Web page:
Archive for the ‘Green’ Category

recycleI just came back from the new Jerusalem recycling center . Not many people there, just the guy who looks after it and he looked kind of bored. He was very helpful. Looks like he has loads of time on his hands.

The center is opposite the Herzog Hospital in Givat Shaul on the road that goes down to the cemetery. It is all nicely laid out with bins for paper, card, plastics, glass and a hut where you can leave electronics, books and clothes.

Just not many users.

I think this may be one of those things that if we don’t use it we’ll lose it, so get down there now with you recyclable garbage.

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Today is Yom HaZikaron (memorial day) which is held the day before independence day – Yom HaAtzmaut.

Much has been written about this almost impossible juxtaposition of grief next to rejoicing. The idea is that in order to rejoice we need to remember those who enabled our independence. A very beautiful idea and one that focuses the whole country on a day of national, often very sentimental, mourning. Everyone knows someone who has a close relative who has died in our never ending war from independence to this day. Thus the public mourning focuses not on the achievements and the heroism, but on the personal loss and tragedy of our best young men and women who we send to defend us.

Most people work half day (except those who attend memorial ceremonies in the morning). I have the whole day off work, so I am making good use of the free time. The first thing I did this morning was to do my country a good turn and I collected up plastic bottles left on the badly kept path and undeveloped land next to our home. Five minutes work and I came back with a large bag bursting full of bottles.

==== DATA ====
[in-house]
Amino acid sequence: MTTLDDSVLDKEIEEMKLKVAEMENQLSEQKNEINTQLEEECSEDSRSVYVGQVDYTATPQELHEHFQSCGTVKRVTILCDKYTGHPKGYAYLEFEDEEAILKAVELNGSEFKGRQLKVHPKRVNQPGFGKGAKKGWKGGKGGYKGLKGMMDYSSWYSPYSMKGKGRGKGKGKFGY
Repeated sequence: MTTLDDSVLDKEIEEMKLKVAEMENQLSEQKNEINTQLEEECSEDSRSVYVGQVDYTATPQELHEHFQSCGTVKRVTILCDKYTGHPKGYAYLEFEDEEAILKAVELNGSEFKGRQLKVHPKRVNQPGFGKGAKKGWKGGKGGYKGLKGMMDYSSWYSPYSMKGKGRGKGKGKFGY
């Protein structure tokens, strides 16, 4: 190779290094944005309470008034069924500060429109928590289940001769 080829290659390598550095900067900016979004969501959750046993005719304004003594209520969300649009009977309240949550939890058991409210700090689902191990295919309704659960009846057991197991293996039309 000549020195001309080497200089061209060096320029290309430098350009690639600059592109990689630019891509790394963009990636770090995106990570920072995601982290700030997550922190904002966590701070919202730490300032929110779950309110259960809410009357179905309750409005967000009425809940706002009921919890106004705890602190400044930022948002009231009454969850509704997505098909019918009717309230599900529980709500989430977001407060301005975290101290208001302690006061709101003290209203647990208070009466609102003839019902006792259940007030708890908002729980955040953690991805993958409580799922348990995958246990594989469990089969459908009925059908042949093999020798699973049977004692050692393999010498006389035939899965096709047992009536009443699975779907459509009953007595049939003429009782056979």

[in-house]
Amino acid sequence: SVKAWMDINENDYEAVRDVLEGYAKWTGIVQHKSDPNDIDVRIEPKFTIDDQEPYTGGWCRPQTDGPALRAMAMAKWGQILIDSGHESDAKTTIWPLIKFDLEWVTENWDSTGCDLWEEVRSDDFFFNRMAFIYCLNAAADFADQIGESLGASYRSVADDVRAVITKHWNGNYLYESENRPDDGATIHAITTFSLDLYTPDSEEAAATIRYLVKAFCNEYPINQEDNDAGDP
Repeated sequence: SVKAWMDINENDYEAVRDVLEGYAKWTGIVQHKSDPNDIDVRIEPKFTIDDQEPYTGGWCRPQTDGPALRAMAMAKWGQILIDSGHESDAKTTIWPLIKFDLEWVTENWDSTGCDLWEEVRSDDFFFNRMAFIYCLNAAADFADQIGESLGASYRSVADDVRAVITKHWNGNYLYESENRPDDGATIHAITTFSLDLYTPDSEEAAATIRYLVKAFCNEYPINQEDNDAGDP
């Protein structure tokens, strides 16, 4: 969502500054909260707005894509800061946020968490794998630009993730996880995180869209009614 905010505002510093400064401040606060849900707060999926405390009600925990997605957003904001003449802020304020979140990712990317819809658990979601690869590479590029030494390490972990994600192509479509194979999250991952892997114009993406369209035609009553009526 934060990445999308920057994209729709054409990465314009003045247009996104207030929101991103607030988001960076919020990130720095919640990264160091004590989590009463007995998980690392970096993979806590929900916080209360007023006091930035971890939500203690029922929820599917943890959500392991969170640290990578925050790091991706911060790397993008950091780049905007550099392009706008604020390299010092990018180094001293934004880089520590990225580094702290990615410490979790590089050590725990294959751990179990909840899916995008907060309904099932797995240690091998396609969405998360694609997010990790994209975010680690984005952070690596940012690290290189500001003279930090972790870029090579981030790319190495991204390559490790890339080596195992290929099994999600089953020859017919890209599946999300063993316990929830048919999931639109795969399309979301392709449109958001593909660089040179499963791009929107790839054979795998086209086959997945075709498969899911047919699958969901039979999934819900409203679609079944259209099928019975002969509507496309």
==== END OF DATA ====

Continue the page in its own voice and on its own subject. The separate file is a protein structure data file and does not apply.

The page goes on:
I made a resolution that when I go out walking at nights (another resolution I am trying to keep to), I will collect up at least once a week discarded bottles.

The number of discarded bottles on the edges of undeveloped plots and under bushes on the side of the road never ceases to amaze me. Who drinks all these 1.5 liter bottles? Some of the ones around the park next to our house are left every night by kids who smoke nargilas there. We have a big problem with garbage in the park and although the city sends someone once a week to clean up, there is a lot of mess there.

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By coincidence Climate Progress had a post yesterday about environmental action by faith communuities in the US. I looked at one of the links – lo-Watt Shabbat. Not amazingly exciting. I’m looking for an halakhically acceptable solution for wasting less electricity keeping an urn of hot water and a hot-plate heated over Shabbat.

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Why are religious people so often so totally ungreen? A post appeared recently on the “Beit Shemesh List” decrying the total lack of awareness in Ramat Beit Shemesh for civic cleanliness. The post was worded in a haredi rhetoric style but embedded in the post are a point that I have thought about for a while:

We call ourselves religious people, and we allow our neighbors to desecrate Hashem’s Holy Land? We write graffitti that calls for people to dress “tzniusly” but don’t mind the fact that it is written on the walls of our neighbor’s homes?

Shouldn’t preserving the environment be way up top of any religious person’s values and their to-do list? If you really and fervently believe that the world is God’s creation then where is the care for looking after his handiwork? The answer to the conundrum comes I think is that environmentalism isn’t on the map not only because its new and hadash assur min hatorah (sic), but also because this is just another case of mixed up priorities and lost direction.